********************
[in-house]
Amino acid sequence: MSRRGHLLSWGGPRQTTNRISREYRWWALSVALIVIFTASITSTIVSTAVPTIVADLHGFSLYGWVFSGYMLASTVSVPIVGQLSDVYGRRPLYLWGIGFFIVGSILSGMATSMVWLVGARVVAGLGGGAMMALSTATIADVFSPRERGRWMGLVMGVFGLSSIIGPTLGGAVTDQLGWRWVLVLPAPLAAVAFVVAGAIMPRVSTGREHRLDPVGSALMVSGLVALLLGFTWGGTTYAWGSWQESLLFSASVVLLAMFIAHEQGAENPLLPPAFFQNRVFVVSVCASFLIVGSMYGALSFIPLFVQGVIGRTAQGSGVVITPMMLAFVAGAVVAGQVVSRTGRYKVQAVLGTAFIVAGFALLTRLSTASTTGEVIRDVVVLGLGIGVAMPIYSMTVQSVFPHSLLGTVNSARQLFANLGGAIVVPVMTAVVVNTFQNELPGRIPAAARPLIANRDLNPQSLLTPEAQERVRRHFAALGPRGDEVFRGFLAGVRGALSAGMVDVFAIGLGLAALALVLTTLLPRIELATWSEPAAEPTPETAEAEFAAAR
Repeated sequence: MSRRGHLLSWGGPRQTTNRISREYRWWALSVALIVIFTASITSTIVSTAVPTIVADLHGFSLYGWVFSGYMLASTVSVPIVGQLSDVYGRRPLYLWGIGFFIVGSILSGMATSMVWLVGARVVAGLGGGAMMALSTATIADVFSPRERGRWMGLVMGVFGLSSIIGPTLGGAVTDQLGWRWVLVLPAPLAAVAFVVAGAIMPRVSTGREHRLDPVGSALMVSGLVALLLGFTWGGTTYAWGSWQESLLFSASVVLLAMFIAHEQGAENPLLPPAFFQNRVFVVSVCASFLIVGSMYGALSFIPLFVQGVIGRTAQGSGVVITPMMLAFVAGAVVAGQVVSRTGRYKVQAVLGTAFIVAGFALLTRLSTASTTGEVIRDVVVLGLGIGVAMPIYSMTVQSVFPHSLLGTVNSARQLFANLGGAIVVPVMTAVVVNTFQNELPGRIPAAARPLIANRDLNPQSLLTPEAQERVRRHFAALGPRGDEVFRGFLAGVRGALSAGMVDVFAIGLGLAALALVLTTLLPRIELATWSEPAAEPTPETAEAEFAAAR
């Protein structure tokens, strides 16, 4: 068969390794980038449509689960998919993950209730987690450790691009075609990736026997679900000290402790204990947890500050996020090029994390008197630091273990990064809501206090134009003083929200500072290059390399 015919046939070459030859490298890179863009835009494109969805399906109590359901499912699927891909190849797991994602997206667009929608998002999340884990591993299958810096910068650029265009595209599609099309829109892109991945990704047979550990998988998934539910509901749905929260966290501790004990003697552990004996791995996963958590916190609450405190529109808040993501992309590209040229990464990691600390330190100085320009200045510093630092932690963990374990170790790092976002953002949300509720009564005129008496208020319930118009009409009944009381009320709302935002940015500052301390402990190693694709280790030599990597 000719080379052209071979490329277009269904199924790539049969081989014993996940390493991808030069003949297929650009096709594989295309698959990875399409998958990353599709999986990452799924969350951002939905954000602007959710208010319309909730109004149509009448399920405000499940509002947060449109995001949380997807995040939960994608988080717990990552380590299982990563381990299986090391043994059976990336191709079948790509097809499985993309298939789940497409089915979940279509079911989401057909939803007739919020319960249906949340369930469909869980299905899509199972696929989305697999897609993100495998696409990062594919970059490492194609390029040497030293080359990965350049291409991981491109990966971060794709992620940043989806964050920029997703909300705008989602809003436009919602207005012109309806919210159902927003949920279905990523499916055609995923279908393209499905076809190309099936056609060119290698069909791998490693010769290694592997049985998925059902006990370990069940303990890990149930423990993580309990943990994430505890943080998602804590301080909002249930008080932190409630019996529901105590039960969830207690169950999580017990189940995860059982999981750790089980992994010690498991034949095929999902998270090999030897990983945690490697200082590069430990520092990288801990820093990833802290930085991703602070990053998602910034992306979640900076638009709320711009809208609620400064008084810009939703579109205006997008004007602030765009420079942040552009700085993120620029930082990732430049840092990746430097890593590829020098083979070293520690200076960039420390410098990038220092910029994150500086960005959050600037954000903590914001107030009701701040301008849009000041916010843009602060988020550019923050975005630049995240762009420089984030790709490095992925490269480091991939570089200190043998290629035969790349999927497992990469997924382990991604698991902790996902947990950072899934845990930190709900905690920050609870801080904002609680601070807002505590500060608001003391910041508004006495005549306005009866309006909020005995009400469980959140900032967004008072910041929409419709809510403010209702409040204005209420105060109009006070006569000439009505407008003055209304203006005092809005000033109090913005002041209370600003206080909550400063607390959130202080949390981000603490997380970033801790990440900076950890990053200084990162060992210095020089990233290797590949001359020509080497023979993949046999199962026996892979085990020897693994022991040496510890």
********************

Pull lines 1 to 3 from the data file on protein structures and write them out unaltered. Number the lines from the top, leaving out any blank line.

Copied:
[in-house]
Amino acid sequence: MSRRGHLLSWGGPRQTTNRISREYRWWALSVALIVIFTASITSTIVSTAVPTIVADLHGFSLYGWVFSGYMLASTVSVPIVGQLSDVYGRRPLYLWGIGFFIVGSILSGMATSMVWLVGARVVAGLGGGAMMALSTATIADVFSPRERGRWMGLVMGVFGLSSIIGPTLGGAVTDQLGWRWVLVLPAPLAAVAFVVAGAIMPRVSTGREHRLDPVGSALMVSGLVALLLGFTWGGTTYAWGSWQESLLFSASVVLLAMFIAHEQGAENPLLPPAFFQNRVFVVSVCASFLIVGSMYGALSFIPLFVQGVIGRTAQGSGVVITPMMLAFVAGAVVAGQVVSRTGRYKVQAVLGTAFIVAGFALLTRLSTASTTGEVIRDVVVLGLGIGVAMPIYSMTVQSVFPHSLLGTVNSARQLFANLGGAIVVPVMTAVVVNTFQNELPGRIPAAARPLIANRDLNPQSLLTPEAQERVRRHFAALGPRGDEVFRGFLAGVRGALSAGMVDVFAIGLGLAALALVLTTLLPRIELATWSEPAAEPTPETAEAEFAAAR
Repeated sequence: MSRRGHLLSWGGPRQTTNRISREYRWWALSVALIVIFTASITSTIVSTAVPTIVADLHGFSLYGWVFSGYMLASTVSVPIVGQLSDVYGRRPLYLWGIGFFIVGSILSGMATSMVWLVGARVVAGLGGGAMMALSTATIADVFSPRERGRWMGLVMGVFGLSSIIGPTLGGAVTDQLGWRWVLVLPAPLAAVAFVVAGAIMPRVSTGREHRLDPVGSALMVSGLVALLLGFTWGGTTYAWGSWQESLLFSASVVLLAMFIAHEQGAENPLLPPAFFQNRVFVVSVCASFLIVGSMYGALSFIPLFVQGVIGRTAQGSGVVITPMMLAFVAGAVVAGQVVSRTGRYKVQAVLGTAFIVAGFALLTRLSTASTTGEVIRDVVVLGLGIGVAMPIYSMTVQSVFPHSLLGTVNSARQLFANLGGAIVVPVMTAVVVNTFQNELPGRIPAAARPLIANRDLNPQSLLTPEAQERVRRHFAALGPRGDEVFRGFLAGVRGALSAGMVDVFAIGLGLAALALVLTTLLPRIELATWSEPAAEPTPETAEAEFAAAR